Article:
The Art of Farming Coffee Slideshow

By
Maryse Chevriere

Upper Mogiana, were the farm is located, is one of the most important coffee producing regions in Brazil. The property spans some fove million feet with an approximate 1,200 hectares of arabica coffee planted. There's no denying its an impressive sight to see — not unlike a wine vineyard, but with plants that are more fat and lush.

The Farm: Fazenda Nossa Senhora Aparecida

Maryse Chevriere

Upper Mogiana, were the farm is located, is one of the most important coffee producing regions in Brazil. The property spans some fove million feet with an approximate 1,200 hectares of arabica coffee planted. There's no denying its an impressive sight to see — not unlike a wine vineyard, but with plants that are more fat and lush.

Hand-Picking the Coffee

Maryse Chevriere

When the plants are young, up to six or seven years, they must be picked by hand because they are not mature enough to handle the intense shaking vibration of the large picking machines. In this process, workers literally strip the branches of their fruit with a fast, repetitive pulling motion. What is absolutely essential, however, is that the the new leaves at the end of a branch be left undamaged — that's next year's crop. Mess with that and you'll have less to show for the following harvest.

Separating the Fruit from the Debris

Maryse Chevriere

Once a sufficient amount of ripe fruit has been pulled off, it gets collected from the tarp underneath the plant and is placed in a round, flat mesh basket. The concept for removing the leaves and debris is simple: Toss the berries in the air and let gravity do its job. If the technique seems simple, it's only because those with experience have the unique talent of making it look that way. It's tough work, but that's what makes it a real show-stopper. 

Mechanized Picking

Maryse Chevriere

Sixty percent of the harvest is picked by machines — there are three on the farm, each capable of collecting 480 kilograms of fruit at a time. It may look like a beast of a machine but it's really more of a gentle giant. Passing through the plants row by row the intertwining teeth jostle the leaves without damaging them and shake off the fruit.

Mechanized Picking

Maryse Chevriere

Normally making two passes to make sure as much fruit as possible is picked, the efficiency of the mechanized pickers is that the berries get immediately deposited in a truck that will transport them to the mill's holding bins. Streamlining the amount of time it takes for the picked fruit to get to the mill is essential in helping avoid fermentation which would ruin the coffee.

The Reception Bins

Maryse Chevriere

The goal is for all of the coffee to be delivered to the mill's reception bins within two to four hours of being picked, it's critical to maintaing a high-quality final product. The three independent bins are loaded from the top and can allow for different cultivars to be grouped together.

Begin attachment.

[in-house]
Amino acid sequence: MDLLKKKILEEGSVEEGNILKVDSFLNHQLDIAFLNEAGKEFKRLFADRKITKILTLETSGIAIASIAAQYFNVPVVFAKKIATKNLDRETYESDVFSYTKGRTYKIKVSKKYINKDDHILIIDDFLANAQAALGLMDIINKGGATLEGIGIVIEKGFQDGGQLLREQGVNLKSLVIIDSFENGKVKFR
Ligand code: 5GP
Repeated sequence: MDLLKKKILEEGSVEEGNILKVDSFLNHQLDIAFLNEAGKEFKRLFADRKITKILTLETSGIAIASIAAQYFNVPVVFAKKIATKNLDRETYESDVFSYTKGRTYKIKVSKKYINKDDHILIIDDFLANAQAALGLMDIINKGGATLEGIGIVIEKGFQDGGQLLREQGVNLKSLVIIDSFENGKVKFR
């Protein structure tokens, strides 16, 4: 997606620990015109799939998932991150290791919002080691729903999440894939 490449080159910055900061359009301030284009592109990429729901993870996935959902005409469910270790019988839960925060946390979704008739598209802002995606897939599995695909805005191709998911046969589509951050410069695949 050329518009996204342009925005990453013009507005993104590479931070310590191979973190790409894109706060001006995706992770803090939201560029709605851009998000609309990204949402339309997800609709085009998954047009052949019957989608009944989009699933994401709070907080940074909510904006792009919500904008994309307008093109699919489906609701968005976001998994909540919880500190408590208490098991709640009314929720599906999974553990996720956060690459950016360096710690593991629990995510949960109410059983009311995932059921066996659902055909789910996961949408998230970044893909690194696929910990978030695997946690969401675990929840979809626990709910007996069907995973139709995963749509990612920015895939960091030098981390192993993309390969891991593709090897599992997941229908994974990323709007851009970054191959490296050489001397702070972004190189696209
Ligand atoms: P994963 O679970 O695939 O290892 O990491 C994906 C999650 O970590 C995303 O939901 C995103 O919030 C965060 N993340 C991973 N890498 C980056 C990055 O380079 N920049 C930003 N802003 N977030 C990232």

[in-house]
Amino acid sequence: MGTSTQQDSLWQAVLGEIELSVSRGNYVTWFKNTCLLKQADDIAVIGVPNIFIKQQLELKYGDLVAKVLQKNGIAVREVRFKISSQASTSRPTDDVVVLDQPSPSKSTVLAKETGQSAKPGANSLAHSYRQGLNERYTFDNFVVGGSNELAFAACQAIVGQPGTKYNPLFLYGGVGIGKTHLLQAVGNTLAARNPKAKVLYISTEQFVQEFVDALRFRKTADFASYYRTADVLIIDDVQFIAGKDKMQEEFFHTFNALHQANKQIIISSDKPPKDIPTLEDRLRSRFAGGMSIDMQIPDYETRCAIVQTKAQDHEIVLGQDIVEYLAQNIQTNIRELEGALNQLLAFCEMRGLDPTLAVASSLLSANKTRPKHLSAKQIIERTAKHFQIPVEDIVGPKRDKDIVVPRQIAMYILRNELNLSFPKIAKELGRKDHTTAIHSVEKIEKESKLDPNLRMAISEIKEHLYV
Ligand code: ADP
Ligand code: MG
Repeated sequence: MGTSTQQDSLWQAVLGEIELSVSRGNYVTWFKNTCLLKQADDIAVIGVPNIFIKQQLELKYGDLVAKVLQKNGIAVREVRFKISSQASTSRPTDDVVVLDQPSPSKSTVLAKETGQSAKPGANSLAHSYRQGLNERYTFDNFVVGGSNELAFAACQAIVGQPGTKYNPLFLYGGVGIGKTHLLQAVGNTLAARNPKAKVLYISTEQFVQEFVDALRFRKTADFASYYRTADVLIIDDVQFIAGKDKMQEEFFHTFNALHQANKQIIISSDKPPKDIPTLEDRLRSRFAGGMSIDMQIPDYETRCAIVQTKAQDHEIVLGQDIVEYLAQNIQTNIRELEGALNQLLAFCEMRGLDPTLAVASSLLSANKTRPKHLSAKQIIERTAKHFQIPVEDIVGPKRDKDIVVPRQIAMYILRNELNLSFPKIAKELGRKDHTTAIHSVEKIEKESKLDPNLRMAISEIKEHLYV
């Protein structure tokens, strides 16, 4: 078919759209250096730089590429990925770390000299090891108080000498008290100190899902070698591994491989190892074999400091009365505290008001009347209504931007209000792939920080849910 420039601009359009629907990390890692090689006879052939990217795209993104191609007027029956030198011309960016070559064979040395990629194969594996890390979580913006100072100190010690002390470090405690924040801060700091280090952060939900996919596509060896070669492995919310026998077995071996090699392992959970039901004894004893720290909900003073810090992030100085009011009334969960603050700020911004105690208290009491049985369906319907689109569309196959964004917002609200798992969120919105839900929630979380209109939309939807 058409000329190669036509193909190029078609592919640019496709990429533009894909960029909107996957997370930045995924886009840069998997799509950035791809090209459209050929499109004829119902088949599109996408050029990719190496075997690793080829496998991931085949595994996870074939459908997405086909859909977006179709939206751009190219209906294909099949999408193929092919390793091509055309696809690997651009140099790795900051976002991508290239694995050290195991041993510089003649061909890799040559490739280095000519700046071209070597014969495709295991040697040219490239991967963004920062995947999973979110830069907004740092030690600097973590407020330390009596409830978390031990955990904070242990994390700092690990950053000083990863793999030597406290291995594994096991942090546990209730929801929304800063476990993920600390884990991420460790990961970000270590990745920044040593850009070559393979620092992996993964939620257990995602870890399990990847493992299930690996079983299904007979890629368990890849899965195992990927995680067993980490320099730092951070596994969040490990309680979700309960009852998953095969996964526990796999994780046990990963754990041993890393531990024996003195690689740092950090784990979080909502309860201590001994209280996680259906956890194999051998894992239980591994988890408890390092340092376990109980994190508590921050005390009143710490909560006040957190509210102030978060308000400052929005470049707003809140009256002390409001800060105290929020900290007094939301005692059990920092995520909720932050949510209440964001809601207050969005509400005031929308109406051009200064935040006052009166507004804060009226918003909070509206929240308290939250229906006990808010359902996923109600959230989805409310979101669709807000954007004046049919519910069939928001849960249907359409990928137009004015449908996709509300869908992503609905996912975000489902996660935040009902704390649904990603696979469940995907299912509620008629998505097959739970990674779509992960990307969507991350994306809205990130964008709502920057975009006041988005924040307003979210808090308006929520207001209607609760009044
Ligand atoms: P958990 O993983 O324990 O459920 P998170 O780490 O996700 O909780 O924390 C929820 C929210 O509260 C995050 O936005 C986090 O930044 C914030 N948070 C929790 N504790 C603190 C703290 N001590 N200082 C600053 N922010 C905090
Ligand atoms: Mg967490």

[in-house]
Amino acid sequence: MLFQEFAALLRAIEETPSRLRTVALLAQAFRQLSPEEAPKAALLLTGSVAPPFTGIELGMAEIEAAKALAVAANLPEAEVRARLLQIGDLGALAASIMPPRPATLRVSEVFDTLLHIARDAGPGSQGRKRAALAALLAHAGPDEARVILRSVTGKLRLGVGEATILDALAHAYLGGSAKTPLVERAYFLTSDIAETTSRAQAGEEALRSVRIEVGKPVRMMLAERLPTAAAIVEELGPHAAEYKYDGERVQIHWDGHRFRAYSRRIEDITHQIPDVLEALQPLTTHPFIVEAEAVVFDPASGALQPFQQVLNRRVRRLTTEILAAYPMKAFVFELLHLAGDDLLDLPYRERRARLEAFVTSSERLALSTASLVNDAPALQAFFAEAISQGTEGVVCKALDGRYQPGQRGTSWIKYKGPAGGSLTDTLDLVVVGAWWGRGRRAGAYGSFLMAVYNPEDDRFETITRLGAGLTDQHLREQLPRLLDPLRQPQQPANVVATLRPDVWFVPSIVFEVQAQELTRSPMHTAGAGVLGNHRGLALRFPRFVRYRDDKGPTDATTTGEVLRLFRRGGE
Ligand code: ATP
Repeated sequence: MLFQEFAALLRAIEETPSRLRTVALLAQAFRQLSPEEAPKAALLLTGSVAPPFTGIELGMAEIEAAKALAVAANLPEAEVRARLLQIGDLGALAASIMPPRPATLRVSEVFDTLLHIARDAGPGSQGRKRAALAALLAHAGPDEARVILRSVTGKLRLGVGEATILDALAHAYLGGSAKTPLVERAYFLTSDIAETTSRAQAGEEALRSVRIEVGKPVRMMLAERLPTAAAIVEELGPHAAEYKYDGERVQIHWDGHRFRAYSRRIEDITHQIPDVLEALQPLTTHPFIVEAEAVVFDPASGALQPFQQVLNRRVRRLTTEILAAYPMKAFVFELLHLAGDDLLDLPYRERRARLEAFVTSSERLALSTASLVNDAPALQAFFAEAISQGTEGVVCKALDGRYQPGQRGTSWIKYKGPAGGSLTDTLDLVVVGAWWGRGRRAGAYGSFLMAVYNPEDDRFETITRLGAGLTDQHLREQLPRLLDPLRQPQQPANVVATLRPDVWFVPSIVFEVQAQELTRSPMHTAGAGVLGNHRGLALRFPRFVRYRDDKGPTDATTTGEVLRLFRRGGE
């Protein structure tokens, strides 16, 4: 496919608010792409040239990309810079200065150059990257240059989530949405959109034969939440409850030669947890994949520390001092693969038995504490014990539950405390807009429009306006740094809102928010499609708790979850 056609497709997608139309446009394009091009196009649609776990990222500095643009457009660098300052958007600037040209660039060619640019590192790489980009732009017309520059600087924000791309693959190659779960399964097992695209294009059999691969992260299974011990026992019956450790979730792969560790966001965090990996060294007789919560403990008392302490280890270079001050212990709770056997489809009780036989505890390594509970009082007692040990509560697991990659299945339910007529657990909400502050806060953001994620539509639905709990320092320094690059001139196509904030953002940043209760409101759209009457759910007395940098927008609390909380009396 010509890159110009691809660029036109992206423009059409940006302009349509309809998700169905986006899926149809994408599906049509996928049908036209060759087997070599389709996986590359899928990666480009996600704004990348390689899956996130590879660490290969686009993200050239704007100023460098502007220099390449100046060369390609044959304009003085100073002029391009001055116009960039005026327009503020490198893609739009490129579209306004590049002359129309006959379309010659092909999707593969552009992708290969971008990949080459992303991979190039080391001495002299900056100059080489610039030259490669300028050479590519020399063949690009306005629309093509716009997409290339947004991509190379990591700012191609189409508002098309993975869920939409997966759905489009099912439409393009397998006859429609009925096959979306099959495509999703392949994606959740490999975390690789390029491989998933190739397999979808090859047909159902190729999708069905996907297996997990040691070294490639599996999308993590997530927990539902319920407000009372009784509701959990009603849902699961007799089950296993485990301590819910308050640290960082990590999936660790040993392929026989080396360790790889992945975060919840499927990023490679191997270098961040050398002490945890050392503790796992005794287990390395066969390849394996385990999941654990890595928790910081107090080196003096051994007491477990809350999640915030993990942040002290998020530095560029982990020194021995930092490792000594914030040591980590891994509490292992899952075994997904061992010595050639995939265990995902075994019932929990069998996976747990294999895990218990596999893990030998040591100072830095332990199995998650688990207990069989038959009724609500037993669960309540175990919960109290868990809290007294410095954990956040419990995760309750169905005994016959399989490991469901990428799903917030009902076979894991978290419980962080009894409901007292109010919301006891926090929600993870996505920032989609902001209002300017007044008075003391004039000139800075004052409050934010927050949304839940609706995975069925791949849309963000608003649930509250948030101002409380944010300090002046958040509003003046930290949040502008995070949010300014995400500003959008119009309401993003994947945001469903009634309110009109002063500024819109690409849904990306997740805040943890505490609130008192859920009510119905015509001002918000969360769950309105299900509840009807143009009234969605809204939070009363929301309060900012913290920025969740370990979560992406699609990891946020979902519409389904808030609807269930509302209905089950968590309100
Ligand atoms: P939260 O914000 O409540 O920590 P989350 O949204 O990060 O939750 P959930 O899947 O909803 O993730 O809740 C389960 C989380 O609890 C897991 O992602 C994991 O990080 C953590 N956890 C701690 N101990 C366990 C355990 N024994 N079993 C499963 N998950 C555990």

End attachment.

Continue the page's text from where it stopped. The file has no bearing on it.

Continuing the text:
Starting the Mill

Maryse Chevriere

In the first step of the mill's operating process, the berries are released from the bins and caught on a conveyer belt underneath that passes them through a slotted platform to help separate out any small leaves and sticks.

Separating the Overripe Cherries

Maryse Chevriere

After passing through the slots the water starts and helps carry the cherries through the mill. The water also has the added purpose of separating the different types of cherries — the green and ripe cherries float while the overripes sink. The overripe cherries, or tree-dried naturals, are actually what Brazil is known for, they're sweet and have body, making them great for espresso.

Milling the Coffee

Maryse Chevriere

Though the milling process looks complicated, Moore puts it this way, "they're huge steps, but all of them are fundamentally basic — like a giant erector set." Still, however basic, these steps are essential. There are simple functions, like removing the beans from the cherries, while other steps are crucial to reducing the risk of damaging the coffee. For example, this is where the pulp (which is actually a contaminant) gets removed from the bean. Also during the milling process the beans pass through a centrifuge which sucks the moisture from the raw coffee, allowing it to spend less time on the drying patio.

The Drying Patio

Maryse Chevriere

The next step in the process is for the beans to be laid out to dry on the expansive concrete patio. The natural beans stay out on average about two days to dry, the fully washed beans are there for three. This notion that with coffee, the devil is in the details seems especially true during this part of the process. Aside from the obvious threat of the elements, and that the beans need to be constantly agitated and raked, there are also details like the depth of the pile to consider — if it's too thick and the beans can't get air, the'll start to ferment. 

Mechanized Drying

Maryse Chevriere

After the coffee beans have spent the sufficient amount of time on the drying patio and have reached the correct level of internal humidity (40%) they're brought in and run through the mechanical drier. The end goal of this process is to have the internal humidity reduced down to around 12%.

Storing, Sorting, Bagging

Maryse Chevriere

Once dried, the beans are stored in giant lots, after which they are sorted according to a number of different characteristics — color, size, density. Perhaps most importantly, the beans are tested through an advanced machine that reads for defects in color using ultraviolet light. Ones that don't pass are tossed out, which is important considering that one bad bean in a group can change the grade of the coffee. And from here, the coffee heads off to roasting, cupping, and packaging — and with those equally crucial steps, a whole other set of risks, challenges, as well as triumphs of technique and artistry. But when the coffee is as good as this is, it's worth it.